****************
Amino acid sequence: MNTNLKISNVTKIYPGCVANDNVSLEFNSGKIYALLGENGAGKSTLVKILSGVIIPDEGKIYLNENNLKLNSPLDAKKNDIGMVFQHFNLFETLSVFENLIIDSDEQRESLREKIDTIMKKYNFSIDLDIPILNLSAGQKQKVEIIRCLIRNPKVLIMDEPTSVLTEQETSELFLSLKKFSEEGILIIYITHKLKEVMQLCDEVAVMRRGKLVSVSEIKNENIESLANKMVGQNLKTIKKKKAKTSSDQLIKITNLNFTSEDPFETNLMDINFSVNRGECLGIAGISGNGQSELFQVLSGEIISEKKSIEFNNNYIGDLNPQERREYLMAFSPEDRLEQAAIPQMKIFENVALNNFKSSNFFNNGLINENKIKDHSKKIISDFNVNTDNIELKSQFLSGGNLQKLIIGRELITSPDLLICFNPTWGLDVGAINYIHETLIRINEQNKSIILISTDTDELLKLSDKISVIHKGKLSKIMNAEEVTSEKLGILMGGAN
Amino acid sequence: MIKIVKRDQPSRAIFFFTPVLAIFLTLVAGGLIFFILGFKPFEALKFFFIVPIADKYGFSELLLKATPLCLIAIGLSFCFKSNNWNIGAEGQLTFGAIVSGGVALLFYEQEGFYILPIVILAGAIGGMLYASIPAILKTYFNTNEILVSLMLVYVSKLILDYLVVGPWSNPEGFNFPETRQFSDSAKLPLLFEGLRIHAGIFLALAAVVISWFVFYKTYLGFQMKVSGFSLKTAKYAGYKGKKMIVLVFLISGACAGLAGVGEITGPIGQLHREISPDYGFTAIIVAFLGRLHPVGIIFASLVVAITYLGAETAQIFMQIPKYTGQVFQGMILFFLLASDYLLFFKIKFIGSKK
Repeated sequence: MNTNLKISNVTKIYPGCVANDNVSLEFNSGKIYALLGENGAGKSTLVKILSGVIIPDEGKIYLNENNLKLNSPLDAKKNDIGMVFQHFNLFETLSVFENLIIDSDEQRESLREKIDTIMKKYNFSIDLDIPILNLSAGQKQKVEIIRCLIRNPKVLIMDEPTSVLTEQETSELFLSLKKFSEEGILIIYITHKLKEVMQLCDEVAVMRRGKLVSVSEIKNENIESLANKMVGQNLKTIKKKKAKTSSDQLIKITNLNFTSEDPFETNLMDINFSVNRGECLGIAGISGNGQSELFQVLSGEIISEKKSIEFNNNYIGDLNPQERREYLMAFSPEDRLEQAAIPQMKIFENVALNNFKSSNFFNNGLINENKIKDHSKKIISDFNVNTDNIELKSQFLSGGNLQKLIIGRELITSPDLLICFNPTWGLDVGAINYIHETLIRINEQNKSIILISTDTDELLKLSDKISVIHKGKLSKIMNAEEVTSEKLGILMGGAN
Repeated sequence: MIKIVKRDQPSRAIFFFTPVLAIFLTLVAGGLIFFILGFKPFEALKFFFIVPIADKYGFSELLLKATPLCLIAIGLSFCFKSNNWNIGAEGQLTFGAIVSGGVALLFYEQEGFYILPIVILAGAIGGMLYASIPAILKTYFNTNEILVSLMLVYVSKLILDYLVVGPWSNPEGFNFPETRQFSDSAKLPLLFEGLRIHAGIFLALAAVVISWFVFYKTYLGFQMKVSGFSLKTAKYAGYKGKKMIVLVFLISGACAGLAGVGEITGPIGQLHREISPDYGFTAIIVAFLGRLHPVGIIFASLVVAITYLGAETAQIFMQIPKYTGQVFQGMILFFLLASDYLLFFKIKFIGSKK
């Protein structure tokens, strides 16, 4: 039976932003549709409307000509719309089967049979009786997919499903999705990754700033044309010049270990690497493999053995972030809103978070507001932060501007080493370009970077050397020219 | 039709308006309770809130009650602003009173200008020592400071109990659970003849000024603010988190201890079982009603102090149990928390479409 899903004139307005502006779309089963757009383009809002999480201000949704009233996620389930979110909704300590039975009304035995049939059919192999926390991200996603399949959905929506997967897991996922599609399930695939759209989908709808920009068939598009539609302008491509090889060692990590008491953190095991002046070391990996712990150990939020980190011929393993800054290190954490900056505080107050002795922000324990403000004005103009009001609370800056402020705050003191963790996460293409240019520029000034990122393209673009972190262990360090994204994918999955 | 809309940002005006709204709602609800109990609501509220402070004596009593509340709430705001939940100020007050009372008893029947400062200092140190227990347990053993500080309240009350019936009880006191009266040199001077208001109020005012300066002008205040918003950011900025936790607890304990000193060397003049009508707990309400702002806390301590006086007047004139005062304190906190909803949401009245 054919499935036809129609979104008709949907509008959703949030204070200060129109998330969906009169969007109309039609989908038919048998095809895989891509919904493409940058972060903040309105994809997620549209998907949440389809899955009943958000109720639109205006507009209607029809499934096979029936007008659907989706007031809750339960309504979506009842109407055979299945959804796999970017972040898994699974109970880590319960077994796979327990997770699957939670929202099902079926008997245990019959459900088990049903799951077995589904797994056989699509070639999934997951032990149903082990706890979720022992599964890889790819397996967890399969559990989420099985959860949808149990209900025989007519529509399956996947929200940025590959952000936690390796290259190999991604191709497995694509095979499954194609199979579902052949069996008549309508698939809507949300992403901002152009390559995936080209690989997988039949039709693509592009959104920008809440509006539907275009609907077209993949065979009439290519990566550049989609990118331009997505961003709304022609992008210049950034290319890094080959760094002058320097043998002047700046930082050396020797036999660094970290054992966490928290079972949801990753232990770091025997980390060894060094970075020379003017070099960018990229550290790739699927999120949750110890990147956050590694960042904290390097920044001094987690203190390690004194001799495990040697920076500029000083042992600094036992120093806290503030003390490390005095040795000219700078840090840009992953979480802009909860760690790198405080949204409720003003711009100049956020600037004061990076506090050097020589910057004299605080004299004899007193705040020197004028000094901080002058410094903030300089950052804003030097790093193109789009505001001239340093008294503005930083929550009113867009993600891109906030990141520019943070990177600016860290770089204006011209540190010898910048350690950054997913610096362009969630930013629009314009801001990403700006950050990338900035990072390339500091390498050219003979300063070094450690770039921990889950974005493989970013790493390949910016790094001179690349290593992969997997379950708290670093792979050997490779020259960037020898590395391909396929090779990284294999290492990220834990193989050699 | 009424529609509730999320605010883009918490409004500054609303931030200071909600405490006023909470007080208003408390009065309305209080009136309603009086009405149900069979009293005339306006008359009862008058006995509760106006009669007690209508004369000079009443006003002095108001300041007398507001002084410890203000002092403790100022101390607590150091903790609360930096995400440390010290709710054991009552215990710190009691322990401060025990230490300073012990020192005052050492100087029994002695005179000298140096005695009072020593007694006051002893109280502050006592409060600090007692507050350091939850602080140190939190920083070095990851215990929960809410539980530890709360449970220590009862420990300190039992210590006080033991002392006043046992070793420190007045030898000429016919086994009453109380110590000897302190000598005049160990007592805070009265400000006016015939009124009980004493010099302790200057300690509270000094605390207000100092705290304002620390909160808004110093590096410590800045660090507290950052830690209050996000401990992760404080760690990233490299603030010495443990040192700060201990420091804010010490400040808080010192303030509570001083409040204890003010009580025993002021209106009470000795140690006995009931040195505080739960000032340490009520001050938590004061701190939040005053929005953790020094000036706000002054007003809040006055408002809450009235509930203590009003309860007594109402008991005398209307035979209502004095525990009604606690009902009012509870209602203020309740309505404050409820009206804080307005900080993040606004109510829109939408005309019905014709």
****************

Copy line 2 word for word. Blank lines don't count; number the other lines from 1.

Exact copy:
Amino acid sequence: MIKIVKRDQPSRAIFFFTPVLAIFLTLVAGGLIFFILGFKPFEALKFFFIVPIADKYGFSELLLKATPLCLIAIGLSFCFKSNNWNIGAEGQLTFGAIVSGGVALLFYEQEGFYILPIVILAGAIGGMLYASIPAILKTYFNTNEILVSLMLVYVSKLILDYLVVGPWSNPEGFNFPETRQFSDSAKLPLLFEGLRIHAGIFLALAAVVISWFVFYKTYLGFQMKVSGFSLKTAKYAGYKGKKMIVLVFLISGACAGLAGVGEITGPIGQLHREISPDYGFTAIIVAFLGRLHPVGIIFASLVVAITYLGAETAQIFMQIPKYTGQVFQGMILFFLLASDYLLFFKIKFIGSKK